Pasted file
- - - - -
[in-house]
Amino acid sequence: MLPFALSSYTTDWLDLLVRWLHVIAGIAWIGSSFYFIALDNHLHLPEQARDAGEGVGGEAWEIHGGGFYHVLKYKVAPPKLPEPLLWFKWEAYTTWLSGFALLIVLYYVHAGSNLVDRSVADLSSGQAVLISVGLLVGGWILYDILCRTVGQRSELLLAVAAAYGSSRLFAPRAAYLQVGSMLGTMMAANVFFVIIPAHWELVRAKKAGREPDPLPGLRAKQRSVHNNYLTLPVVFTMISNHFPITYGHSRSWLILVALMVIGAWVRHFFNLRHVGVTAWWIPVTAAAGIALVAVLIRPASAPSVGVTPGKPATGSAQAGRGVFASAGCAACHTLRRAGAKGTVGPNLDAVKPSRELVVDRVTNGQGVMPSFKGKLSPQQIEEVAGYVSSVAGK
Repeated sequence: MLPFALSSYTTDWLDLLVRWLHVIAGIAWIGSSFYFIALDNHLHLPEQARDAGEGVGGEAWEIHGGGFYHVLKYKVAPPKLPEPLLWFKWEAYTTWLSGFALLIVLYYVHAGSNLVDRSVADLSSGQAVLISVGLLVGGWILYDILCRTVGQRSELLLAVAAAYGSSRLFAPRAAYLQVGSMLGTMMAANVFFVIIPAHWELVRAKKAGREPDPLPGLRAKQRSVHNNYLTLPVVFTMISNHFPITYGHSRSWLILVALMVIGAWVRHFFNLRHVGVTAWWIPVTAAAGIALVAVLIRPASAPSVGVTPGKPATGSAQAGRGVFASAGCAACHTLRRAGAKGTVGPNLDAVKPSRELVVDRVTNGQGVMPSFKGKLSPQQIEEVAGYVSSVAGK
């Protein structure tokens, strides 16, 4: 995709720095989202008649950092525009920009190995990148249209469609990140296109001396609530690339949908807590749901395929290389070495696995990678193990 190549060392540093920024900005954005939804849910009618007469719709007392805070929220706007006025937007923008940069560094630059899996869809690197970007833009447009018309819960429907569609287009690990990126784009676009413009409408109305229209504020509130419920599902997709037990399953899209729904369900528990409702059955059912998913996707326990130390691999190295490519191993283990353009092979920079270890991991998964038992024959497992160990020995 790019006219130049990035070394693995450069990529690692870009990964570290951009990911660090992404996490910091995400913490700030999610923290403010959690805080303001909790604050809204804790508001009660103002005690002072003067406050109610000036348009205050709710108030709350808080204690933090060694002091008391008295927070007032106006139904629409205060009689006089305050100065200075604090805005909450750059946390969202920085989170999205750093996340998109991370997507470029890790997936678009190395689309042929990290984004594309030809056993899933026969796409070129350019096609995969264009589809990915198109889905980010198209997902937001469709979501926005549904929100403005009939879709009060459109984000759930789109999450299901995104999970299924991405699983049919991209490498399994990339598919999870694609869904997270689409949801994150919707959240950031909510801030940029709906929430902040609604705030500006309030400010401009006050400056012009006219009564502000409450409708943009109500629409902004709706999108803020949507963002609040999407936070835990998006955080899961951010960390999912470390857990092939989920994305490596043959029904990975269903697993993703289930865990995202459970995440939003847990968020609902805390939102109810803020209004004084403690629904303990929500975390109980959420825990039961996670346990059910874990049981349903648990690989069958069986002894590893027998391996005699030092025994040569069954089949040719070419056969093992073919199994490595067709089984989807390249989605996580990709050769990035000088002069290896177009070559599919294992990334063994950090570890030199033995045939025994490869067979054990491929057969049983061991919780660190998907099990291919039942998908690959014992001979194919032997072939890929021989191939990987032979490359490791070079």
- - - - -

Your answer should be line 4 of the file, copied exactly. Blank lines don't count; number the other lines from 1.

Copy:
């Protein structure tokens, strides 16, 4: 995709720095989202008649950092525009920009190995990148249209469609990140296109001396609530690339949908807590749901395929290389070495696995990678193990 190549060392540093920024900005954005939804849910009618007469719709007392805070929220706007006025937007923008940069560094630059899996869809690197970007833009447009018309819960429907569609287009690990990126784009676009413009409408109305229209504020509130419920599902997709037990399953899209729904369900528990409702059955059912998913996707326990130390691999190295490519191993283990353009092979920079270890991991998964038992024959497992160990020995 790019006219130049990035070394693995450069990529690692870009990964570290951009990911660090992404996490910091995400913490700030999610923290403010959690805080303001909790604050809204804790508001009660103002005690002072003067406050109610000036348009205050709710108030709350808080204690933090060694002091008391008295927070007032106006139904629409205060009689006089305050100065200075604090805005909450750059946390969202920085989170999205750093996340998109991370997507470029890790997936678009190395689309042929990290984004594309030809056993899933026969796409070129350019096609995969264009589809990915198109889905980010198209997902937001469709979501926005549904929100403005009939879709009060459109984000759930789109999450299901995104999970299924991405699983049919991209490498399994990339598919999870694609869904997270689409949801994150919707959240950031909510801030940029709906929430902040609604705030500006309030400010401009006050400056012009006219009564502000409450409708943009109500629409902004709706999108803020949507963002609040999407936070835990998006955080899961951010960390999912470390857990092939989920994305490596043959029904990975269903697993993703289930865990995202459970995440939003847990968020609902805390939102109810803020209004004084403690629904303990929500975390109980959420825990039961996670346990059910874990049981349903648990690989069958069986002894590893027998391996005699030092025994040569069954089949040719070419056969093992073919199994490595067709089984989807390249989605996580990709050769990035000088002069290896177009070559599919294992990334063994950090570890030199033995045939025994490869067979054990491929057969049983061991919780660190998907099990291919039942998908690959014992001979194919032997072939890929021989191939990987032979490359490791070079």